The theory of evolution is "controversial," according to a message to students that will appear in all science textbooks in Alabama.
The four-paragraph message, titled "A Message From The Alabama State Board Of Education," name-checks Albert Einstein, Isaac Newton and Copernicus before asking students to think critically:
The theory of evolution by natural selection is a controversial theory that is included in this textbook. It is controversial because it states that natural selection provides the basis for the modern scientific explanation for the diversity of living things. Since natural selection has been observed to play a role in influencing small changes in a population, it is assumed that it produces large changes, even though this has not been directly observed.
This is not the first time Alabama has warned its students about the "controversy" surrounding evolution. Alabama's Board of Education inserted the first disclaimer into school textbooks in the 1990s, and the 2016 version has not been changed from the previous year, according to AL.com.
The message to students fits in "perfectly with the course of study and the questions that are presented," Stephanie Bell, a member of the state education board, said.
"It has been a very positive addition," Bell added. "Parents have been very appreciative. And in the few cases where they have not seen this as expected, they have called and asked questions about it and the local systems have taken care of it very quickly."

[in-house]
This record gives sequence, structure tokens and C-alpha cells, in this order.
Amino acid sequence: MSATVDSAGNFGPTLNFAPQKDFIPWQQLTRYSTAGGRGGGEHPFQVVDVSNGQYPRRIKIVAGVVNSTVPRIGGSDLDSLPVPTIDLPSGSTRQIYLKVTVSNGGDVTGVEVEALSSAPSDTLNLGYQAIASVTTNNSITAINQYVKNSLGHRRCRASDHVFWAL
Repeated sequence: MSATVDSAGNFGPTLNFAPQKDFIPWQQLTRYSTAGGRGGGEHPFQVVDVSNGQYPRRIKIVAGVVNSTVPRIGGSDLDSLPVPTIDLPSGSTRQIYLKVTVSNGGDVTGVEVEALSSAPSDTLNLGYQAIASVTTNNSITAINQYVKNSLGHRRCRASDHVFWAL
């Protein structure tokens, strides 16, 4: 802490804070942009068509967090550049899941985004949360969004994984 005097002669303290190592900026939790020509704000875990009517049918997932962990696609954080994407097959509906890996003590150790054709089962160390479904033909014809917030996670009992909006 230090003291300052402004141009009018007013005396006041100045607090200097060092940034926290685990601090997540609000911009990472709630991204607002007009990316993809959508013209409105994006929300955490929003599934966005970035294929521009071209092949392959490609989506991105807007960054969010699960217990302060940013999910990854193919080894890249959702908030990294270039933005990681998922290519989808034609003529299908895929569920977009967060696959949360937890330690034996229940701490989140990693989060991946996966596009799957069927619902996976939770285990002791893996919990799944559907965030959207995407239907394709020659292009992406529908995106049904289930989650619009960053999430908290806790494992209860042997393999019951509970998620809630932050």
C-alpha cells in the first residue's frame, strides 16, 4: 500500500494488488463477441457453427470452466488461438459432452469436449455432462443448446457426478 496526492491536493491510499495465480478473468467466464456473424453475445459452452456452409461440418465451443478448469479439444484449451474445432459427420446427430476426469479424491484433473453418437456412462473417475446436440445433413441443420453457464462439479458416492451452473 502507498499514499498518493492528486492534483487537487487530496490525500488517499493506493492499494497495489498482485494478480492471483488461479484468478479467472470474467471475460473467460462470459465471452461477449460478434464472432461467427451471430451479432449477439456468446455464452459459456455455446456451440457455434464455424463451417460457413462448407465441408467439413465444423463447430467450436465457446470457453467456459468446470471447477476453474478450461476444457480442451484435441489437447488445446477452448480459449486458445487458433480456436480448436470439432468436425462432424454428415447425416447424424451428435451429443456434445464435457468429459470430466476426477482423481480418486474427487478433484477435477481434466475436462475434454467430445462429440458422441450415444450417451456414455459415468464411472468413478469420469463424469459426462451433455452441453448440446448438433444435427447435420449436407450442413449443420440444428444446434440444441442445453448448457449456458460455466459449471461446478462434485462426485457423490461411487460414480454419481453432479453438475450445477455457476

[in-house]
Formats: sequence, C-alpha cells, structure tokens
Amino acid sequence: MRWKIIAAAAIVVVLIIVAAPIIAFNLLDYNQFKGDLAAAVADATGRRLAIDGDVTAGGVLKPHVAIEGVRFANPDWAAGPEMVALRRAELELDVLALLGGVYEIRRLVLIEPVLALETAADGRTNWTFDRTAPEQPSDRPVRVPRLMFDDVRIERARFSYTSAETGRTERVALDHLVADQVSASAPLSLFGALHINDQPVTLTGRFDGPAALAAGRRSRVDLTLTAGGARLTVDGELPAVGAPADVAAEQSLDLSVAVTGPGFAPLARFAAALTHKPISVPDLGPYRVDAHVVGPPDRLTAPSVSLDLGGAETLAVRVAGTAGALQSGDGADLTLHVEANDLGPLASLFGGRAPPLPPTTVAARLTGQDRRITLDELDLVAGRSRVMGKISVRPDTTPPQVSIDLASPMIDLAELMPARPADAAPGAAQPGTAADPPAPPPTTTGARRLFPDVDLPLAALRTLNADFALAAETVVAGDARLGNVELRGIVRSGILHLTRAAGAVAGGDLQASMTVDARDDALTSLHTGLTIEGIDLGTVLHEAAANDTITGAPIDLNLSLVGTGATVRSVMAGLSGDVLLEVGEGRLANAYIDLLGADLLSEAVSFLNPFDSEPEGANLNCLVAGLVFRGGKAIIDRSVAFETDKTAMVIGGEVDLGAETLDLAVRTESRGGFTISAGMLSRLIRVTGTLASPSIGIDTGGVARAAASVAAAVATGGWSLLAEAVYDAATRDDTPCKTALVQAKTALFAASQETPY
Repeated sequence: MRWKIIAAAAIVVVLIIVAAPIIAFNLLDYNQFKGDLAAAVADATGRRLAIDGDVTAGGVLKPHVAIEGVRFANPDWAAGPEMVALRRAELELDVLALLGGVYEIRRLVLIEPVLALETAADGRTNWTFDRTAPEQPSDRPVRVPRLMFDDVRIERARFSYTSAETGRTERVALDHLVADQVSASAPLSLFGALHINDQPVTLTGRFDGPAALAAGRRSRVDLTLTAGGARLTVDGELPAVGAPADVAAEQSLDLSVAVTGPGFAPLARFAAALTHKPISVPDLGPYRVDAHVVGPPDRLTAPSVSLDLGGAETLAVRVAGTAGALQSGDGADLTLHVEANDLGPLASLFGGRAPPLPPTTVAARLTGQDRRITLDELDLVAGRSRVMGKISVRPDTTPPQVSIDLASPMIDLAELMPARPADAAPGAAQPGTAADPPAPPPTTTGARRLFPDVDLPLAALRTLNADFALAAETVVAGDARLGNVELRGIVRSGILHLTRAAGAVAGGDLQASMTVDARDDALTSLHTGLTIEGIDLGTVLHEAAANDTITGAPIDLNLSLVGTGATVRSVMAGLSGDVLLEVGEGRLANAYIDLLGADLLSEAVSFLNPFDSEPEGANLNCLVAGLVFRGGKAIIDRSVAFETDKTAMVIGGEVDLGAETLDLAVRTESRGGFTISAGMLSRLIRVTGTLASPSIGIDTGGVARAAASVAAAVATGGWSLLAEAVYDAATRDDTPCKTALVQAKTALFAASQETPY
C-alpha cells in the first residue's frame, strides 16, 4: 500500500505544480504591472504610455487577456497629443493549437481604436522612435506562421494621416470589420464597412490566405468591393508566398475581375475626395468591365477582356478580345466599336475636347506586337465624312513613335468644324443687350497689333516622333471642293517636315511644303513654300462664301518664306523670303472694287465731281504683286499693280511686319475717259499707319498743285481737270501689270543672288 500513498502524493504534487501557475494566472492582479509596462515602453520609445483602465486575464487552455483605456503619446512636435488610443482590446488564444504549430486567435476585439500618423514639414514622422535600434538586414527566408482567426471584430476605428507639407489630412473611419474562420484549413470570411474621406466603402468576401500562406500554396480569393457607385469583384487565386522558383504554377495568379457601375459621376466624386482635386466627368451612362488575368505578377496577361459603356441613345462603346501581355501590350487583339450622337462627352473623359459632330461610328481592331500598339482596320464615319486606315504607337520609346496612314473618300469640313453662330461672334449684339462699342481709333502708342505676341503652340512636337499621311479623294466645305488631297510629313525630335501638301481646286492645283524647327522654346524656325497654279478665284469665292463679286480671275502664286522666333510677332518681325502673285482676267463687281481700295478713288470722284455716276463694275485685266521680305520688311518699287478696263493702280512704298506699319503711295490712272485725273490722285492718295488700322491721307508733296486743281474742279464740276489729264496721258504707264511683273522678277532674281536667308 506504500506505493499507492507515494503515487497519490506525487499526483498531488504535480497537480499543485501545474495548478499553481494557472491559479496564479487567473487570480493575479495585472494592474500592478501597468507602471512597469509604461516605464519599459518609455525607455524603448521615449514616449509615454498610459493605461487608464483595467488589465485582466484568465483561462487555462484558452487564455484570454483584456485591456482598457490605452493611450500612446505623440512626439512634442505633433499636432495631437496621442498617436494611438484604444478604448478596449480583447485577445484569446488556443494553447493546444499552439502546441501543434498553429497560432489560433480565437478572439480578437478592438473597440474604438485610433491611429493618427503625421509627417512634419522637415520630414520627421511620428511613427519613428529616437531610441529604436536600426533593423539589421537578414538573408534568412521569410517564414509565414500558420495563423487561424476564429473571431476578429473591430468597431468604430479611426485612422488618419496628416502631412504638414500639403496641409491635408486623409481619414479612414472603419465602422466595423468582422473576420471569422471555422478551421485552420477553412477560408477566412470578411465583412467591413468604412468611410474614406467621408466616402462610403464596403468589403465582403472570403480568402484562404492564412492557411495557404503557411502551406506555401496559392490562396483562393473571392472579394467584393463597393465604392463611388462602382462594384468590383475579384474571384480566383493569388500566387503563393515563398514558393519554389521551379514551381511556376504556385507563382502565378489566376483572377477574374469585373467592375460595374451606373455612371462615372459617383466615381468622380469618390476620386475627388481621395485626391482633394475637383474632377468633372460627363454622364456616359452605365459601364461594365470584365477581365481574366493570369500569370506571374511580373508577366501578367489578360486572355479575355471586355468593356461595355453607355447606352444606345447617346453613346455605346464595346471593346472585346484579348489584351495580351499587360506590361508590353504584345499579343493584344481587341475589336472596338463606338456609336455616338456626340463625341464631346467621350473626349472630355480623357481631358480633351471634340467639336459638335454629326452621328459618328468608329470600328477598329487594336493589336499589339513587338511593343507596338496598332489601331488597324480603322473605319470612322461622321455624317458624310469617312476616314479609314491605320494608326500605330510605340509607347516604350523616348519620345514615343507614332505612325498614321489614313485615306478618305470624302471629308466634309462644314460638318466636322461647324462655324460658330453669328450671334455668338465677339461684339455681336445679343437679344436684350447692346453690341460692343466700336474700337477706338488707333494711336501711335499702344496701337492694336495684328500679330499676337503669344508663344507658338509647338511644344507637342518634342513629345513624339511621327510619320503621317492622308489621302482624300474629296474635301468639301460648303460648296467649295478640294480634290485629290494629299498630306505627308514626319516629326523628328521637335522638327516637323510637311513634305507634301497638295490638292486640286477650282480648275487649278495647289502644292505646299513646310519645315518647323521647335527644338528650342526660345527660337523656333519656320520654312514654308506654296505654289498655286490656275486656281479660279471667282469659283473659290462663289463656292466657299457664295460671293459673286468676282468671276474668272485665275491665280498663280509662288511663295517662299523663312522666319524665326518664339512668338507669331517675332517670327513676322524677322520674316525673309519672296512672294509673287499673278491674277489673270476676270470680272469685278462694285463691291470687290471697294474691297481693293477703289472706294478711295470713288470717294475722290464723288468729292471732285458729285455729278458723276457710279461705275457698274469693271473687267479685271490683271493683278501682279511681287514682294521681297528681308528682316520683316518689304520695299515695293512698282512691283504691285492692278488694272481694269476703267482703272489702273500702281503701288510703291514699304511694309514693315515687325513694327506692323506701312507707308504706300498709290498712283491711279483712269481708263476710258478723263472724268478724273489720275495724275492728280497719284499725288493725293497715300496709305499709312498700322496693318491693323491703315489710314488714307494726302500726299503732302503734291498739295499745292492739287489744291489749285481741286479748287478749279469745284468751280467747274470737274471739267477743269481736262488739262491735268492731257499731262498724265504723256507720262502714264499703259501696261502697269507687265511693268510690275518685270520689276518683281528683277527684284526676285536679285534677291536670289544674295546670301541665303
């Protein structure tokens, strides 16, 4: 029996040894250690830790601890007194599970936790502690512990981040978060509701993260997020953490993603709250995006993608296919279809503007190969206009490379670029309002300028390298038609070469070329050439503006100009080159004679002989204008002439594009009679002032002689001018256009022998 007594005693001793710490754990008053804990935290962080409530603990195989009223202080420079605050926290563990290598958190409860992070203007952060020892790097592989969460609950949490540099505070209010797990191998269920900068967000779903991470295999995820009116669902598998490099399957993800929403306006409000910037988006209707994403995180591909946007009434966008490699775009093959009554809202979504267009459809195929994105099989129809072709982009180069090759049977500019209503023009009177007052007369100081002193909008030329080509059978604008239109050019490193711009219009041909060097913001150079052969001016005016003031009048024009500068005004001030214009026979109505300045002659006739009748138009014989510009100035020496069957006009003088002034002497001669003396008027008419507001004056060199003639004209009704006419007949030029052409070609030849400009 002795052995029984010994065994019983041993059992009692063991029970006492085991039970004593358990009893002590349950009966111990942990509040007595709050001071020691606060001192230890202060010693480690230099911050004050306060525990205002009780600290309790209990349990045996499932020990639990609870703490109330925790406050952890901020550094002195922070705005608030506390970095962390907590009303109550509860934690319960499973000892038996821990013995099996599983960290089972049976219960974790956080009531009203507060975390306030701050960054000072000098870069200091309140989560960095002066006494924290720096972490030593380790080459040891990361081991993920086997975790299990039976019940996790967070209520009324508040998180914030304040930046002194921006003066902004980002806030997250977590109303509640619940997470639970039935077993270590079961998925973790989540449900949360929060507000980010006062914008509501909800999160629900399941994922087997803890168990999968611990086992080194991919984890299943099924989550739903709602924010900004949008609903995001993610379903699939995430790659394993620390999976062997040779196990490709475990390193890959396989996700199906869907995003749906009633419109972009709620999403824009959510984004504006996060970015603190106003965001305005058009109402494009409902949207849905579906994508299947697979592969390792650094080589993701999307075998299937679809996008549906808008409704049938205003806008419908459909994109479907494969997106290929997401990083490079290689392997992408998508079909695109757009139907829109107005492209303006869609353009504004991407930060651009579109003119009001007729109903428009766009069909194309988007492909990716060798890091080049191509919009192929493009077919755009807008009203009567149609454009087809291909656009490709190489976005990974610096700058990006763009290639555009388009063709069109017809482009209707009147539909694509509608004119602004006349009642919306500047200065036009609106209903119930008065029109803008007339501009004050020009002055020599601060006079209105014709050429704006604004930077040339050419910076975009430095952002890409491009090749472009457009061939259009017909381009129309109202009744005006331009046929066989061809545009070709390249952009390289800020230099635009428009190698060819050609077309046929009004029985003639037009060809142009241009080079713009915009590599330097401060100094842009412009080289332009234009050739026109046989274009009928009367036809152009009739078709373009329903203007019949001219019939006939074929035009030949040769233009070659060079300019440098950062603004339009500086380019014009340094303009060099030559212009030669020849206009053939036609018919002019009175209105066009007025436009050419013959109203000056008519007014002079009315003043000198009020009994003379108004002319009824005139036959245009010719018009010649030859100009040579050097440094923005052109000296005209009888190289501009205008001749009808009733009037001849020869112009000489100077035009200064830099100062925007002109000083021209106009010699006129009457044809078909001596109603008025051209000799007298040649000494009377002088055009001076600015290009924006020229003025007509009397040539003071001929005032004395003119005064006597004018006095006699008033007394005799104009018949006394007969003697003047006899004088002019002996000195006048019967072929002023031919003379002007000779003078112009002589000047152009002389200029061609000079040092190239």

The insert mistakes the common understanding of the word "theory" -- that something described as a theory falls short of certainty -- with the scientific definition.
"Some believe that theories become laws, but theories and laws have separate and distinct roles in the scientific method," LiveScience explains. "A law is a description of an observed phenomenon that hold true every time it is tested. It doesn't explain why something is true; it just states that it is true. A theory, on the other hand, explains observations that are gathered during the scientific process."
Or, as Scientific American puts it, "When scientists talk about the theory of evolution -- or the atomic theory or the theory of relativity, for that matter -- they are not expressing reservations about its truth."